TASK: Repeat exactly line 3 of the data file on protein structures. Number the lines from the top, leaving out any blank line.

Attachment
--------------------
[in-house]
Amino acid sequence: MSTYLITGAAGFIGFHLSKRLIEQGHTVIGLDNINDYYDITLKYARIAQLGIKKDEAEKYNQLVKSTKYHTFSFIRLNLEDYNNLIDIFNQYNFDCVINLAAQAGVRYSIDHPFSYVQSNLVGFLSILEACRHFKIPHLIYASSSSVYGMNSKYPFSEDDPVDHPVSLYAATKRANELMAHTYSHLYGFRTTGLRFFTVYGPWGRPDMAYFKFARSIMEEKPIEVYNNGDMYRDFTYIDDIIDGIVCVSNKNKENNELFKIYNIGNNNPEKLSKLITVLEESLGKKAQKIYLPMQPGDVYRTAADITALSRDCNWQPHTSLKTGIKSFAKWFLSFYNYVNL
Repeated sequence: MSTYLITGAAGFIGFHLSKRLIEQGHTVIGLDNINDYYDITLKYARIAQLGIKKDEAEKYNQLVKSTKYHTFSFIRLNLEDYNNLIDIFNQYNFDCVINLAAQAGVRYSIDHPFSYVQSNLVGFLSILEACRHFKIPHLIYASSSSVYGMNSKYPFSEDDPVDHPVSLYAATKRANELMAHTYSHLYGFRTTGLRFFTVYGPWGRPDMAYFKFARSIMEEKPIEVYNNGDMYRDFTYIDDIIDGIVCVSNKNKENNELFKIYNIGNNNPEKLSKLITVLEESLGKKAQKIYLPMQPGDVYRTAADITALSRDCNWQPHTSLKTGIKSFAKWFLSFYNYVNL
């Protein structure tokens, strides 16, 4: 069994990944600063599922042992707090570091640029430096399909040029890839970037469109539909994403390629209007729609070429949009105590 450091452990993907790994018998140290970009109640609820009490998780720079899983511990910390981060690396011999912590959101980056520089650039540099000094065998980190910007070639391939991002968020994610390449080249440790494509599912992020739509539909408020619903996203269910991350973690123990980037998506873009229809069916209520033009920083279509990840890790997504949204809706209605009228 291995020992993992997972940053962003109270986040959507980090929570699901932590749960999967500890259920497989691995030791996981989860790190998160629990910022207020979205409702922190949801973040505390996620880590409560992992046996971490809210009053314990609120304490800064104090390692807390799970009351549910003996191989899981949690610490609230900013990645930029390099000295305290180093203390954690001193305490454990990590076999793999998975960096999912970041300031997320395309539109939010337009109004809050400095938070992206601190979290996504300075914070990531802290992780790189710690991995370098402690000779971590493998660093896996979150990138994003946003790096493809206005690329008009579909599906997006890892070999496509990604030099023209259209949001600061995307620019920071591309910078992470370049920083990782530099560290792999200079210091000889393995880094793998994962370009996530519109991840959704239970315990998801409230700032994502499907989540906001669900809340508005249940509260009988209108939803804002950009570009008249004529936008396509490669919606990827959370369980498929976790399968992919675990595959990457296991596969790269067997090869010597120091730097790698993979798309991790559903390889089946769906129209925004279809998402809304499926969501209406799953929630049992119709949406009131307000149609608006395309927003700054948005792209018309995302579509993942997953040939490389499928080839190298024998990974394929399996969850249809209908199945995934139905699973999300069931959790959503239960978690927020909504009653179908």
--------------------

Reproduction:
Repeated sequence: MSTYLITGAAGFIGFHLSKRLIEQGHTVIGLDNINDYYDITLKYARIAQLGIKKDEAEKYNQLVKSTKYHTFSFIRLNLEDYNNLIDIFNQYNFDCVINLAAQAGVRYSIDHPFSYVQSNLVGFLSILEACRHFKIPHLIYASSSSVYGMNSKYPFSEDDPVDHPVSLYAATKRANELMAHTYSHLYGFRTTGLRFFTVYGPWGRPDMAYFKFARSIMEEKPIEVYNNGDMYRDFTYIDDIIDGIVCVSNKNKENNELFKIYNIGNNNPEKLSKLITVLEESLGKKAQKIYLPMQPGDVYRTAADITALSRDCNWQPHTSLKTGIKSFAKWFLSFYNYVNL